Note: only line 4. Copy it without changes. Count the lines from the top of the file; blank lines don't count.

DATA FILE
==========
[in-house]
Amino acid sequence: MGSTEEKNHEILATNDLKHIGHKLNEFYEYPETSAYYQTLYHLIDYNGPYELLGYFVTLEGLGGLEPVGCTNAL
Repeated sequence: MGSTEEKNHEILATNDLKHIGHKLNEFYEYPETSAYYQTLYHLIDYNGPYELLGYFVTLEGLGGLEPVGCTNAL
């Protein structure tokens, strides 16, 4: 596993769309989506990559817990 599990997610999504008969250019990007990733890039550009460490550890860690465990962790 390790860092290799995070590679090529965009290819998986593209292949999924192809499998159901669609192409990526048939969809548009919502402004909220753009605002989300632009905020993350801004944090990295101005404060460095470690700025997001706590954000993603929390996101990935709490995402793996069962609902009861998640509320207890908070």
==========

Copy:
């Protein structure tokens, strides 16, 4: 596993769309989506990559817990 599990997610999504008969250019990007990733890039550009460490550890860690465990962790 390790860092290799995070590679090529965009290819998986593209292949999924192809499998159901669609192409990526048939969809548009919502402004909220753009605002989300632009905020993350801004944090990295101005404060460095470690700025997001706590954000993603929390996101990935709490995402793996069962609902009861998640509320207890908070």